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Department of Health Services

A Portrait of Sonoma County

Portrait of Sonoma County

Southwest Santa Rosa community leaders participated in a Freedom Dreamers Circle in May 2022, kicking off community input for a new Agenda for Action (Photo courtesy of On the Margins)

Southwest Santa Rosa community leaders participated in a Freedom Dreamers Circle in May 2022,
kicking off community input for a new Agenda for Action (Photo courtesy of On the Margins)

Portrait of Sonoma County: 2021 Update

The Portrait of Sonoma County: 2021 Update report is a follow-up to the groundbreaking 2014 A Portrait of Sonoma County report.

Taken as a whole, the updated report shows that people in Sonoma County live longer, earn more money, stay in school and earn college degrees at higher rates than in other counties across California and the United States. Yet the report also reveals that health and well-being continues to vary widely for many people and neighborhoods in Sonoma County.

Key Findings:

  • Black, Indigenous, People of Color (BIPOC), and immigrant and undocumented community members persistently scored lower than other populations.
  • The Black community experienced the largest decline in HDI scores since 2014, while scores for Latinos have increased.
  • Latino, Native American, and Native Hawaiian and Other Pacific Island residents of Sonoma County have the lowest median personal earnings among the major racial and ethnic groups, about $29,000, $29,000, and $26,000, respectively.
  • 69.3 percent of Black youth are enrolled in school compared to 77.1 percent of Latino youth and 87.8 percent of Asian youth.
  • The percentage of students with an Individualized Education Program (IEP) — a plan that lays out the special education instruction, support and services a student with an identified disability needs to thrive in school — has increased in the Sonoma Valley Unified School District.
  • While the gap between neighborhoods with highest and lowest life expectancy has narrowed since the 2014 report, people living in the highest-scoring neighborhood, East Bennett Valley, still live 8.7 years longer than those in lowest-scoring Roseland neighborhoods.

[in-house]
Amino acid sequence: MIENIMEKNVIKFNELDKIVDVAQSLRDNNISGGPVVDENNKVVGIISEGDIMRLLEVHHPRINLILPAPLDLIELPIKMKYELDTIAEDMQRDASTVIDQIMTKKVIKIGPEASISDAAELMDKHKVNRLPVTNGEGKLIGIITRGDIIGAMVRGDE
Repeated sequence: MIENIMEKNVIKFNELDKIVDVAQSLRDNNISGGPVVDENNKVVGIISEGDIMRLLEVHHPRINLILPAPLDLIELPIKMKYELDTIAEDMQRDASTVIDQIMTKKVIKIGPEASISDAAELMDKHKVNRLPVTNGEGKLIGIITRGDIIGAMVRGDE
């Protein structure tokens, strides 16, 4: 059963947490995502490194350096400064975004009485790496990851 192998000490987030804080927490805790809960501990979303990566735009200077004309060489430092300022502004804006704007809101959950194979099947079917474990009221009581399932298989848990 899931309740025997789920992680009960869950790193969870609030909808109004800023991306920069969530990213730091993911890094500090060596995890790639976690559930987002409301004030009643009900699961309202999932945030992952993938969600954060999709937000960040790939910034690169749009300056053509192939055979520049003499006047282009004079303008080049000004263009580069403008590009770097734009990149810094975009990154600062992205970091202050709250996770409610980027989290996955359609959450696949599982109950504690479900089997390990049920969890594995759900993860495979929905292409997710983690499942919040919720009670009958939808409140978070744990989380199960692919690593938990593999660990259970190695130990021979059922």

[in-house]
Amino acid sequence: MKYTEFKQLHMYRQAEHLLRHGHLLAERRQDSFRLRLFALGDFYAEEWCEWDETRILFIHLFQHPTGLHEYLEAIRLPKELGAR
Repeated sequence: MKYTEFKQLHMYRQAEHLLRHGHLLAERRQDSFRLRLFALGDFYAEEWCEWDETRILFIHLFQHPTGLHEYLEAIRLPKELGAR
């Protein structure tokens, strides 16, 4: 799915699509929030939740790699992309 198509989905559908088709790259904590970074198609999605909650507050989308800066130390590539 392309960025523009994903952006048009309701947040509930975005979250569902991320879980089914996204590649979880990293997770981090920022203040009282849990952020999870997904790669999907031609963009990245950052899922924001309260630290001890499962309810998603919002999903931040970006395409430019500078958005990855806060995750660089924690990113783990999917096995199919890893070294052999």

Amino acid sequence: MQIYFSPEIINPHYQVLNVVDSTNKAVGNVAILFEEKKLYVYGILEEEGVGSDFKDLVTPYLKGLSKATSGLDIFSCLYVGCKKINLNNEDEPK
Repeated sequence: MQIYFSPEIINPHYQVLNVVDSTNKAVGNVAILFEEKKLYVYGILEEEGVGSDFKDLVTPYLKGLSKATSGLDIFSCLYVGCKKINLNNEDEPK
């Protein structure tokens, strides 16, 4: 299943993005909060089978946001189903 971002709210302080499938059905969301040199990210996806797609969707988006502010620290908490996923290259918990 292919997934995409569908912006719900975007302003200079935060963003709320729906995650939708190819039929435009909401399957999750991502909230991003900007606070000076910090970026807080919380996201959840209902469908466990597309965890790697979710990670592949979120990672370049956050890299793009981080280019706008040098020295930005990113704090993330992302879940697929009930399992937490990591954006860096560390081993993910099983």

Unlike the 2014 Portrait, a new Agenda for Action is being developed in response to the 2021 report and in partnership with the community.

The work is being led by Health Action Together, an independent public-private nonprofit.  Through an equity-centered process, communities most impacted by inequities are identifying their priorities and recommended actions. This shared Agenda for Action will serve as a roadmap to direct institutional, political, philanthropic, and community-based efforts, investments, and resources in Sonoma County.

View the updated Portrait of Sonoma County 2021 report »

More information about the new Agenda for Action and Health Action Together »

The Portrait of Sonoma County 2021 Update report was produced by Measure of America, an initiative of the Social Science Research Council, in partnership with Community Foundation Sonoma County, the Peter E. Haas Jr. Family Fund, Sonoma County Office of Equity, Upstream Investments, and Sonoma County Departments of Human and Health Services. Additional funding support was provided by Career Technical Education Foundation, First 5 Sonoma County, Healthcare Foundation Northern Sonoma County, John Jordan Foundation, Kaiser Permanente, Petaluma Health Care District, Sonoma County Grape Growers Foundation, Sonoma County Office of Education, Providence St. Joseph Health, Sutter Health, and United Way of the Wine Country.